Day 259, Year 5 More Rain, More Snorkeling
Date: Monday, July 12, 2010
Weather: Rain Overnight, Partly Sunny Day
Location: Nosy Sakatia, NW Madagascar
As predicted by John Sheppard’s cook, we got heavy rain just around mid-night and it rained for a good two hours. The local lore tells us that if you are going to get rain in the dry season, it will be on the four days of the new moon. Well, that is what is happening. John thinks we will have even more rain tonight, so we shall see. Unfortunately, the rain catcher we made in Chagos doesn’t work very well, so we are not able to take advantage of the unexpected tears from heaven. Ed and Lynne, on the other hand, have a good rain catcher and they were able to collect about ten gallons of water last night. We are just relying on our water maker.
It was still mostly overcast at 9 am this morning, but it was slack tide so we decided to snorkel, sun or no sun. We wear our dive skins which are about 3 mils to protect us from the sun and from anything that stings, but today we were glad we had them on to keep us warm. Eighty degree water with little or no sun feels quite cool. We took the dinghy over to the headland by Sakatia Towers and did our snorkeling there today. We were amazed by the amount and variety of soft corals, even more anemones than we saw yesterday, and anemonefish that are definitely at the large end of their growth expectancy. Mark focused on getting video of the beautifully swaying soft corals and anemones today, but he captured a few good shots of the small fish. We didn’t see turtles or large fish, but we did see our first parrotfish in Madagascar. Tomorrow morning we pull up anchor at 6:30 am to head out to Tani Keli which is only nine miles from here. We will have current against us at that time of day, but we want to get there to snorkel before the turn of the tide and the arrival of hordes of tourists around 11 am. Tani Keli is a marine reserve and is said to have the clearest water and most abundant fish on the west coast of Madagascar. We hope the reports are correct. After snorkeling and possibly doing a walk on land, we will up anchor and head another twelve miles south to a more protected bay for the night. The holding is not good at Tani Keli, so we don’t want to chance staying there. Our goal for tomorrow night is Nosy Kisamani. So our venture south is about to begin.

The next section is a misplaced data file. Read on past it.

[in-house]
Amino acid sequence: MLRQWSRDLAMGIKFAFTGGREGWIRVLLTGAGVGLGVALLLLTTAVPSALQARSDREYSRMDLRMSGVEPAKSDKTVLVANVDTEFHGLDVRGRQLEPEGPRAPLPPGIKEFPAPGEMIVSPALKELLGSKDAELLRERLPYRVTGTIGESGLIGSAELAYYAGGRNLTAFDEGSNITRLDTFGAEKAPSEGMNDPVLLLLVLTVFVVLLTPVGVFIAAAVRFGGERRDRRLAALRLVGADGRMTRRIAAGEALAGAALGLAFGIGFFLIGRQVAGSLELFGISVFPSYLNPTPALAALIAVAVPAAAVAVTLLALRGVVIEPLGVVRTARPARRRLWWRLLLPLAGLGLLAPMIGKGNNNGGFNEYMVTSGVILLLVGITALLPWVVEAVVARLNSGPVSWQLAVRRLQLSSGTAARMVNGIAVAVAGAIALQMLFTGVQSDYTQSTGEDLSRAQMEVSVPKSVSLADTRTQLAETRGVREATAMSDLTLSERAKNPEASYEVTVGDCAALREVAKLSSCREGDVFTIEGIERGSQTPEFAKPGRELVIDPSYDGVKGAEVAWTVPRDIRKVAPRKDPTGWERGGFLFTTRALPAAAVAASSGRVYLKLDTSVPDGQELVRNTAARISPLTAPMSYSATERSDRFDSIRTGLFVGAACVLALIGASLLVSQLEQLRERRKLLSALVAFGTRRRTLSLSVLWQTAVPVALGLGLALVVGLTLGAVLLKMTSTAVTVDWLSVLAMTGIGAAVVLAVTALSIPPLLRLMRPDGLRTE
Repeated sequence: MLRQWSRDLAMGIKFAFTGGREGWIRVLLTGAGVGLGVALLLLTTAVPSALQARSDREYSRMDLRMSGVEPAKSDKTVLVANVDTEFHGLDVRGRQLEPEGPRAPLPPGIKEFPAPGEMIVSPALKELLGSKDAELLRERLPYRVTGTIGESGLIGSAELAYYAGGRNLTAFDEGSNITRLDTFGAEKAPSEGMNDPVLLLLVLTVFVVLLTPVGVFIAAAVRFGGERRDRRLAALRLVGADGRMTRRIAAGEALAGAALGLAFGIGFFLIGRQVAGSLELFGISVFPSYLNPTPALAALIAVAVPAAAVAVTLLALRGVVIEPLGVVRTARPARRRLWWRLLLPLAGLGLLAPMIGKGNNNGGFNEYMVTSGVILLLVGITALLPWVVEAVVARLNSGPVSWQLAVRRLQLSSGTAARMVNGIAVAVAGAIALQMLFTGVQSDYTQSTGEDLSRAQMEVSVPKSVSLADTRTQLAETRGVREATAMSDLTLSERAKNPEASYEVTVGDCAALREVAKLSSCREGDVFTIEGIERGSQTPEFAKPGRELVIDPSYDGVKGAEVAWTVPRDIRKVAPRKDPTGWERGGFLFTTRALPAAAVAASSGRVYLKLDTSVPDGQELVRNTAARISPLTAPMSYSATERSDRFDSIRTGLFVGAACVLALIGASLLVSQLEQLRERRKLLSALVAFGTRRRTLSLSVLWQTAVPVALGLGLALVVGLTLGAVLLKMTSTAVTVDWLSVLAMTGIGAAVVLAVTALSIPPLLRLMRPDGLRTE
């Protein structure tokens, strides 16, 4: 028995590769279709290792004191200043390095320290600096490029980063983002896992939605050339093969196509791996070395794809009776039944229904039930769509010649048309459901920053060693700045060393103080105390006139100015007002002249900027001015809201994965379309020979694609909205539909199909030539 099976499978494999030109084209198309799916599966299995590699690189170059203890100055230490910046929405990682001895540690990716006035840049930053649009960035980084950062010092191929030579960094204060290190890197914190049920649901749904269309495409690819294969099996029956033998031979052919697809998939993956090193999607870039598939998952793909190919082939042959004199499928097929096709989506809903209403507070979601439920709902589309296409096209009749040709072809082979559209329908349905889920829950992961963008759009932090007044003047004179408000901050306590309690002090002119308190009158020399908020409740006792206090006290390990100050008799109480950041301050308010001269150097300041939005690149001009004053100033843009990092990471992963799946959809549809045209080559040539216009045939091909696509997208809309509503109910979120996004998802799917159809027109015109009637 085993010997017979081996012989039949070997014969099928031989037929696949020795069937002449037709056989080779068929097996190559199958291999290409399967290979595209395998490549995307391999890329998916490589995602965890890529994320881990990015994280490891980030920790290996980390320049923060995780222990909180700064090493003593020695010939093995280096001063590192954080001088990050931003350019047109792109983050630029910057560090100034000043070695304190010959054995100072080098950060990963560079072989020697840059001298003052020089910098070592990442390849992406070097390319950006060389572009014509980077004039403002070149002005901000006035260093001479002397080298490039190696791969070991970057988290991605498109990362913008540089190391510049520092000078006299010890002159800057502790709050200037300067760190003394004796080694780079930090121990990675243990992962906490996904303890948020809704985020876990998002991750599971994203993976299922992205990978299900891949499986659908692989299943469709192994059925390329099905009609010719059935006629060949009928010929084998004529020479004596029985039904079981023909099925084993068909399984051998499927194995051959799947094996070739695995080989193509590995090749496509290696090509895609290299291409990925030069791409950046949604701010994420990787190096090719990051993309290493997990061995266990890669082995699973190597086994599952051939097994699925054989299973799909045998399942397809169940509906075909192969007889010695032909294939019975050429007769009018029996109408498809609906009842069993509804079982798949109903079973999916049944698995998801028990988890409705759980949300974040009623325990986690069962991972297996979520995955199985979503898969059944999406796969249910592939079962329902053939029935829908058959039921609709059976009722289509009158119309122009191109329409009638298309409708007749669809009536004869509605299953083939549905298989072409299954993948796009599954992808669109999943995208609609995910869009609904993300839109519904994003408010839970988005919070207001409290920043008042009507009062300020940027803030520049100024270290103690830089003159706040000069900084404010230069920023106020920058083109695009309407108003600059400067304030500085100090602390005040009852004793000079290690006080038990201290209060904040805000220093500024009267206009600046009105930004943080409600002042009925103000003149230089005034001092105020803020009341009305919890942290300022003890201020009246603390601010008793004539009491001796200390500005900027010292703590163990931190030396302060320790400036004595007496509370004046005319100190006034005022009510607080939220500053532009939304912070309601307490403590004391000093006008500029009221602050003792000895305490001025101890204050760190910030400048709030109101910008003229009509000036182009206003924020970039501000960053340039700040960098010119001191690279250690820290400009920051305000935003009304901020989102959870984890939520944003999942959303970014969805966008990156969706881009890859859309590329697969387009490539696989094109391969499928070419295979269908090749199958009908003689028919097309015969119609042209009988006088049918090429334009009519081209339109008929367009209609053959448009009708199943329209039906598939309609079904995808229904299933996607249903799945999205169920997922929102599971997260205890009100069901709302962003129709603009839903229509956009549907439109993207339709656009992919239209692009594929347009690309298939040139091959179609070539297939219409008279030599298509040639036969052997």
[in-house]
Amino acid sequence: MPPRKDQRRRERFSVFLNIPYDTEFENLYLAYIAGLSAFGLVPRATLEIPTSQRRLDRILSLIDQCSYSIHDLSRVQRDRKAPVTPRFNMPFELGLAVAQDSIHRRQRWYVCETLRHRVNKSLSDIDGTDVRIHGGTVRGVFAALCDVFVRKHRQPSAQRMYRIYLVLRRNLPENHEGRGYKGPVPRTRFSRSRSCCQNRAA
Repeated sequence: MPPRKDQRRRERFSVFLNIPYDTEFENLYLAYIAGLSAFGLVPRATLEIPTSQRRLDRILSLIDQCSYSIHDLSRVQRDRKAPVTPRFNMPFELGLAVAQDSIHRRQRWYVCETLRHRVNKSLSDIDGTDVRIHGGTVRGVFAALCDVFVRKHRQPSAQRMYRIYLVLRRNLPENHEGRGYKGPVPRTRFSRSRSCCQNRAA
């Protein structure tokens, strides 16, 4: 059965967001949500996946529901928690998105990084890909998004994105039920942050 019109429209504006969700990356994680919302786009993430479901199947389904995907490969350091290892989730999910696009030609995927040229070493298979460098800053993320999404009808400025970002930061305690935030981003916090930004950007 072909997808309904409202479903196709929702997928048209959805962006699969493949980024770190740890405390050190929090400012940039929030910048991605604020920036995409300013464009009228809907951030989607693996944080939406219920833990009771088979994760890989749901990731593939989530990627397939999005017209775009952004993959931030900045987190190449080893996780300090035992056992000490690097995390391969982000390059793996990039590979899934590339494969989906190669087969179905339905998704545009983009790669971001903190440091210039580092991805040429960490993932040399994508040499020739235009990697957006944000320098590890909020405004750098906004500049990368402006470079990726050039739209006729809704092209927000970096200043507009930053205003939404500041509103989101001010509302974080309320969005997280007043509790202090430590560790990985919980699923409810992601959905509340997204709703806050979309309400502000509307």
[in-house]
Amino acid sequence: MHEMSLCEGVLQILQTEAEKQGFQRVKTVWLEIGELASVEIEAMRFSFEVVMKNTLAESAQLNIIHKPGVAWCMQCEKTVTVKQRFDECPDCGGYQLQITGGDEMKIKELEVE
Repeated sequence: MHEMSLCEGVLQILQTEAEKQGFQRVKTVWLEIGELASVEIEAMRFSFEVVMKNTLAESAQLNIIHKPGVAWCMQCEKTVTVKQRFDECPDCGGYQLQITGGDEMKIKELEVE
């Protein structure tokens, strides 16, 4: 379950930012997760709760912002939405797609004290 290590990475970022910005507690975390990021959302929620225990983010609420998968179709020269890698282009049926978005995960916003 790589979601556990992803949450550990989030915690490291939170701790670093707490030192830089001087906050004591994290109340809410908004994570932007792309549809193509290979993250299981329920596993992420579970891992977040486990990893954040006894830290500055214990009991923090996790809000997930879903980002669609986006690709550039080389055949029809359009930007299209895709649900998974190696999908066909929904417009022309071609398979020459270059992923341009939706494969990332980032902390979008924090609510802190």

Late this afternoon, Mark and I went in to Sakatia Towers to peruse some of John’s books on Madgascar and Africa. As always, John had so much information to share with us. He is just good company, but we cannot express how grateful we are to him for being so helpful. We are going to miss our forays up to the Towers, but we will be back here in a month and can once again enjoy talking with John. He told us this afternoon that if we would sit on his deck for an entire day, we would see about twenty-six different species of birds. So that is on our list for the return trip. We stayed late enough this afternoon to witness the circling of the bee eaters (birds) as they returned to the mangroves for the night. We were able to watch this event up-close and personal from the jetty where we tie our dinghy when visiting the Towers. This is a wild and unspoiled land and we appreciate it more and more every day.
Mark has written a “Captain’s Ramblings” on dinghies. It is being posted today and follows this log.
|100712 Day 259a Nosy Sakatia, Madagascar–Underwater Sakatia Headland|
|100712 Day 259b Nosy Sakatia, Madagascar–Dinner at Sakatia Lodge|